The Raid on Charlottetown of 17–18 November 1775, early in the American Revolutionary War, involved two American privateers of the Marblehead Regiment attacking and pillaging Charlottetown, Prince Edward Island, then known as St. John's Island. The raid motivated Nova Scotia Governor Francis Legge to declare martial law. Despite the raid's success, George Washington immediately freed senior colonial officials the privateers had brought back as prisoners to Cambridge, Massachusetts.
The Province of Nova Scotia was heavily involved in the American Revolutionary War (1776–1783). At that time, Nova Scotia also included present-day New Brunswick until that colony was created in 1784. The Revolution had a significant impact on shaping Nova Scotia, "almost the 14th American Colony". At the beginning, there was ambivalence in Nova Scotia over whether the colony should join the Americans in the war against Britain. Largely as a result of American privateer raids on Nova Scotia villages, as the war continued, the population of Nova Scotia solidified their support for the British. Nova Scotians were also influenced to remain loyal to Britain by the presence of British military units, judicial prosecution by the Nova Scotia Governors and the efforts of Reverend Henry Alline.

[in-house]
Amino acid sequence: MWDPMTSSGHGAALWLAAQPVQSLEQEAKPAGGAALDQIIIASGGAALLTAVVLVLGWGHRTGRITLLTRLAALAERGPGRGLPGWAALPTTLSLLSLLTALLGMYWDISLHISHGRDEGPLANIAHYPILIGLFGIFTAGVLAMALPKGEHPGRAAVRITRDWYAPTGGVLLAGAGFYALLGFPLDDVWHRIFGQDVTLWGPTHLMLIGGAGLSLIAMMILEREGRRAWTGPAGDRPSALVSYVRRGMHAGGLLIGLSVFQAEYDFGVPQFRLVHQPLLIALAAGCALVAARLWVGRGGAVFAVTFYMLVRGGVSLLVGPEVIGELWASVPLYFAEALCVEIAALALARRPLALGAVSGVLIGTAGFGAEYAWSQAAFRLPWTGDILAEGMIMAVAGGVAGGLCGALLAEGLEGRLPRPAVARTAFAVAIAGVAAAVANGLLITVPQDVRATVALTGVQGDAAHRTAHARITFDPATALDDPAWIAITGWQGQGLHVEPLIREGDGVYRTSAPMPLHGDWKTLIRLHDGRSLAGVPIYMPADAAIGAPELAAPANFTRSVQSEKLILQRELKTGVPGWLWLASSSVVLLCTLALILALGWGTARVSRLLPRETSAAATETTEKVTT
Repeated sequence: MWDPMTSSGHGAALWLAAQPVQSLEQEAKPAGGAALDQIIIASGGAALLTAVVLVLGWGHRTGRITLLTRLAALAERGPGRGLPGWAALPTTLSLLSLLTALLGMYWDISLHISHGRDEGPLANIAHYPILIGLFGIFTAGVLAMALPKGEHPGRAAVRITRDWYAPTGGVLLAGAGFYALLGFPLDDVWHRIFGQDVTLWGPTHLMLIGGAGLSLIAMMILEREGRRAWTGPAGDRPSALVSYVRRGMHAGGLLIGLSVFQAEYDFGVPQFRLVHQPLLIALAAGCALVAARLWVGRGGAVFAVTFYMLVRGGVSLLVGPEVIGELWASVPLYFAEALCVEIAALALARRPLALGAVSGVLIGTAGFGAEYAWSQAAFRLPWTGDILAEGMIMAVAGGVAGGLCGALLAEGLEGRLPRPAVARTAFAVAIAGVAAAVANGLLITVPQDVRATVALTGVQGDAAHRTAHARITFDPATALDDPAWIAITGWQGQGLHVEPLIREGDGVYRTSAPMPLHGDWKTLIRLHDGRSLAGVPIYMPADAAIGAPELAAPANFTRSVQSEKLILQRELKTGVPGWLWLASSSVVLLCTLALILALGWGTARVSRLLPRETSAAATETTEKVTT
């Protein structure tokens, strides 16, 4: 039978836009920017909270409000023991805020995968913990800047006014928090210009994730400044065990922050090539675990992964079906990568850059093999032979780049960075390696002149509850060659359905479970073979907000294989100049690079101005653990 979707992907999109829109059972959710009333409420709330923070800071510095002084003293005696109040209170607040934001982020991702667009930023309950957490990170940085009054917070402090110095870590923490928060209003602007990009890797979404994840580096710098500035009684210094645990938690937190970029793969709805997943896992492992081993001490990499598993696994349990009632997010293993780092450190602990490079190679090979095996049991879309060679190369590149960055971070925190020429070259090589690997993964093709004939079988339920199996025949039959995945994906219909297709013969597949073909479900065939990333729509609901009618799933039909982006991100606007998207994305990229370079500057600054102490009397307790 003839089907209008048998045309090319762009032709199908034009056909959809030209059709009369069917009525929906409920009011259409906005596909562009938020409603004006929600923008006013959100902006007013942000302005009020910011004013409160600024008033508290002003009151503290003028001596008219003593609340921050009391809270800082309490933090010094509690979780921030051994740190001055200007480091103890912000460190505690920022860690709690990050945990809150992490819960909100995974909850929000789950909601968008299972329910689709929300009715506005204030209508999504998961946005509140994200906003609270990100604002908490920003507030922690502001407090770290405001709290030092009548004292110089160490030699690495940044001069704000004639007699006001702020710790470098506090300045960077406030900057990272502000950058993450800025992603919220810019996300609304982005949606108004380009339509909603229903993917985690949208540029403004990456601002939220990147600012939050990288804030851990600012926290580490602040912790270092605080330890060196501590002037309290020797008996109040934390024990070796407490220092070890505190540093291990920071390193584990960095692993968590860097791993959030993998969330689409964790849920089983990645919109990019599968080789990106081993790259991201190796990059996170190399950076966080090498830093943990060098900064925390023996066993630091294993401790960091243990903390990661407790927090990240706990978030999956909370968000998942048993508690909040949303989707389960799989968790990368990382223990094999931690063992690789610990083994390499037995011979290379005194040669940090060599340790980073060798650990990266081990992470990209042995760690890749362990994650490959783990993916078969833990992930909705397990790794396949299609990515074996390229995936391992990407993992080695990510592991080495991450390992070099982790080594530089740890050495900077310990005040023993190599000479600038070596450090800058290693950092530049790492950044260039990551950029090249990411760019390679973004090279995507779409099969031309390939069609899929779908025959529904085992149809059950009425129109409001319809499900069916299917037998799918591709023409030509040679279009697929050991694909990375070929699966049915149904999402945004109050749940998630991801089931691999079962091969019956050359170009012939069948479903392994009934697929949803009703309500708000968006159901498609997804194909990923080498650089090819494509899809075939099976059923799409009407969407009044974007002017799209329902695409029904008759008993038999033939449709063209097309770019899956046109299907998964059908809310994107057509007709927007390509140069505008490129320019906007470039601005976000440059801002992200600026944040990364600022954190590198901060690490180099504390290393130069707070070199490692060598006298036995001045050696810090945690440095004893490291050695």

Lieutenant Colonel Samuel Vetch Bayard was a Loyalist military officer in the American Revolution who served in the King's Orange Rangers (KOR). He is the son of William Bayard who founded the KOR. He was the grandson of Governor Samuel Vetch and was the father of Robert Bayard.
Major General Samuel Birch was an officer in the British army during the American Revolution that served as the commandant of New York City. He helped free and shelter thousands of slaves as recorded in the Book of Negroes. He was the commander of the 17th Regiment of (Light) Dragoons, the only British cavalry regiment in America. He participated in most of the significant engagements in the north. He is known for leading the failed attempt to kidnap George Washington.